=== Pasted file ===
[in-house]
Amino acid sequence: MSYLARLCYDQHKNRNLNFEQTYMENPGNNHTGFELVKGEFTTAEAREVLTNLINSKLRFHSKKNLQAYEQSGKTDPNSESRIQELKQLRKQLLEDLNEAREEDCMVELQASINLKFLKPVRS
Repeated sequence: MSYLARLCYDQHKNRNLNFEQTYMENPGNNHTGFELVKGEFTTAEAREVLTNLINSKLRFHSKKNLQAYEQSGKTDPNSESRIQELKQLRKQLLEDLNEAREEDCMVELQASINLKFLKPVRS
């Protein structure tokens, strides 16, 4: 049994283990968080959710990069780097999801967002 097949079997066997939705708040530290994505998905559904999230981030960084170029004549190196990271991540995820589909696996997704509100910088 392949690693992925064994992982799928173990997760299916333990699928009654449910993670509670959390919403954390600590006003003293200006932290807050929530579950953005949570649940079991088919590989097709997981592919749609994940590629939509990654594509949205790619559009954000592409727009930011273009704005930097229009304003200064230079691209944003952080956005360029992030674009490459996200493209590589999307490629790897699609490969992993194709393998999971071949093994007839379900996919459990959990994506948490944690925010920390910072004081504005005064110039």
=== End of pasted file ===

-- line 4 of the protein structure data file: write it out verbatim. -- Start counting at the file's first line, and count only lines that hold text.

């Protein structure tokens, strides 16, 4: 049994283990968080959710990069780097999801967002 097949079997066997939705708040530290994505998905559904999230981030960084170029004549190196990271991540995820589909696996997704509100910088 392949690693992925064994992982799928173990997760299916333990699928009654449910993670509670959390919403954390600590006003003293200006932290807050929530579950953005949570649940079991088919590989097709997981592919749609994940590629939509990654594509949205790619559009954000592409727009930011273009704005930097229009304003200064230079691209944003952080956005360029992030674009490459996200493209590589999307490629790897699609490969992993194709393998999971071949093994007839379900996919459990959990994506948490944690925010920390910072004081504005005064110039």